A key takeaway of the internship results from the impact of resident involvement. We worked closely with the resident leaders and CHWs + CHAs at the outreach events. I got to hear many personal stories about how they strive ‘to create change and make an impact’ within the community. They desire to give back to the community that raised them, and it’s a remarkable thing to witness first-hand the passion and enthusiasm they possess to engage with other local residents. They inspire me!
6. What is your favorite book? The Immortal Life of Henrietta Lacks by Rebecca Skloot. It played an intensive role on my journey towards medicine. It’s a multi-faceted book that covers Henrietta’s life, the research of Skloot and the Lacks family, the topics of bioethics and informed consent, and the story behind the HeLa cells. It intertwines a personal family story with an accessible overview of HeLa and cell culture research. The overlap between the Lacks family and the world of scientific research enabled Skloot to stimulate conversation and debate over scientific ethics, racism and poverty.
7. Tell us one thing interesting about you that most people don’t know. A unique, special hobby I have stems from the curiosity and true interest of family history and ancestry. I recently took the Ancestry DNA test, and I quickly discovered that I have roots around the world! I’d depict myself as a true historian and expert researcher on genealogy because I have investigated into our family tree for several years, and I hope to one day travel on an expedition, such as an ancestry journey. I would visit many places and experience the cultures, traditions, and lifestyles!
8. If you couldn’t be a doctor, what would you want to do? I’d be a human rights lawyer as an advocate for others who have suffered from injustice, persecution and civil rights violations. Or I’d be a public health analyst for the NIH and implement sustainable resources to many communities that face an unfair burden of poor health within low-income, under-resourced neighborhoods, specifically in populations of color, youth, and older adults. The strong interest I possess for community and public health comes from the importance of prevention and health education for all.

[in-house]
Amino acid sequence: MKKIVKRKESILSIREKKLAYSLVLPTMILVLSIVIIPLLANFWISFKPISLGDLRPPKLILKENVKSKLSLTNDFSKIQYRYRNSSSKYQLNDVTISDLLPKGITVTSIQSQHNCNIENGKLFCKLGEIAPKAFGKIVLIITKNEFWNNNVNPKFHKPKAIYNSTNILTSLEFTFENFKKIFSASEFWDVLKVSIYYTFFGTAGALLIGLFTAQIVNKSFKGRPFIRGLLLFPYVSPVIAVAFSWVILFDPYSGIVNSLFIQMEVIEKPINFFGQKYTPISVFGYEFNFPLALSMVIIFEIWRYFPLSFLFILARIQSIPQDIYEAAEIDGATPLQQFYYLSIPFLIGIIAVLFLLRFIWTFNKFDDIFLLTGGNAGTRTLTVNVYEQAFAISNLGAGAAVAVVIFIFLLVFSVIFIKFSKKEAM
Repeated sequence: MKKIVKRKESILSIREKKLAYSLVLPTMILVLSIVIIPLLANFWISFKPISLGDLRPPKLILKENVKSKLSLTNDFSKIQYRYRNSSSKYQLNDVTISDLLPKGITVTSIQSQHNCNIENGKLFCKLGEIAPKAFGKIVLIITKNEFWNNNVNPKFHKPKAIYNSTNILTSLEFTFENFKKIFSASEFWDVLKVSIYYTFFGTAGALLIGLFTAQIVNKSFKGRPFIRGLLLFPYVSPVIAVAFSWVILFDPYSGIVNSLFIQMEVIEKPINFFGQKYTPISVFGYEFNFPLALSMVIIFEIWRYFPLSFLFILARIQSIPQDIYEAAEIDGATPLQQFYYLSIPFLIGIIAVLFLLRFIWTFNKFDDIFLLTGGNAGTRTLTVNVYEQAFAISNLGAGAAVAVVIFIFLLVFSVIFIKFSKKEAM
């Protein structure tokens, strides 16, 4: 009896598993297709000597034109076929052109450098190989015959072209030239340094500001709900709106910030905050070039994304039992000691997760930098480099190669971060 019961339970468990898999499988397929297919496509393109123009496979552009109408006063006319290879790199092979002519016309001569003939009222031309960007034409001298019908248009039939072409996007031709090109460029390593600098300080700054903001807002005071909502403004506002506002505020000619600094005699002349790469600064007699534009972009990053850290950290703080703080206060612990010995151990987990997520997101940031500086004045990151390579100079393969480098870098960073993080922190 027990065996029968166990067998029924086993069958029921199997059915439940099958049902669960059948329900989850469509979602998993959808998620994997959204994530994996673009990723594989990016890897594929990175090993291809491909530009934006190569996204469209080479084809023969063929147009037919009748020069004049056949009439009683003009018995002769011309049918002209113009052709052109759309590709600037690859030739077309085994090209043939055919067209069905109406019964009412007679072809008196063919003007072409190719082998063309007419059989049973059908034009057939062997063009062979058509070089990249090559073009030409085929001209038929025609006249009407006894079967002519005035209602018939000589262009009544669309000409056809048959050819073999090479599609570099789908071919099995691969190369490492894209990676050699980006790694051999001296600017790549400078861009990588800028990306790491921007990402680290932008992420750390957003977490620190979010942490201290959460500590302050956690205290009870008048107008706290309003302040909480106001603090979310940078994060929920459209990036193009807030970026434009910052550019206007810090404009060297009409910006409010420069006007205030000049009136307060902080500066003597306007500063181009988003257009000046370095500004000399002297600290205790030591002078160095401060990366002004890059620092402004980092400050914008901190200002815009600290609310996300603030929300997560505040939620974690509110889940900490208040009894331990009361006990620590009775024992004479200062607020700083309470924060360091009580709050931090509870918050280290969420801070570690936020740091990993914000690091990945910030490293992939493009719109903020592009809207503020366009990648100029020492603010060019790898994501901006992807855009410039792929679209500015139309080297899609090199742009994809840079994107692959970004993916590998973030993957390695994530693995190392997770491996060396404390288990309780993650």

9. What has been your biggest obstacle as a premed and how did you (or are you) overcome it? I’m truly grateful for every experience over the course of my premed journey. However, I’ve struggled with time-management and confidence. Once I started college, I immediately thought that I must continually find clubs, organizations, volunteer and outreach opportunities to be involved with. Then, I became horrendously overwhelmed and never had the courage to say ‘no’ to any opportunity; I didn’t want to have regret of a missed opportunity. I exhausted all my energy physically, emotionally, mentally and spiritually. With much responsibility, I barely had time to take care of myself. I worried and worked tirelessly until I couldn’t sustain the constant pressure and unspoken competitive atmosphere of other premed students. I had to reevaluate and finally decide what I’ll let go, so I’m able to balance my life and set boundaries over what’s important. Physicians must prioritize self-care! I remind myself often that I’m confirmed and affirmed by God, and I have an amazing support system of family, friends, and mentors.
10. What do you like most about Diverse Medicine? Diverse Medicine provides support and a platform for many students to network and share with each other personal testimonies. It’s a wonderful way to learn and ask questions from others willing to encourage me on my journey. I’m inspired by many other students and appreciate the articles and opportunity for connections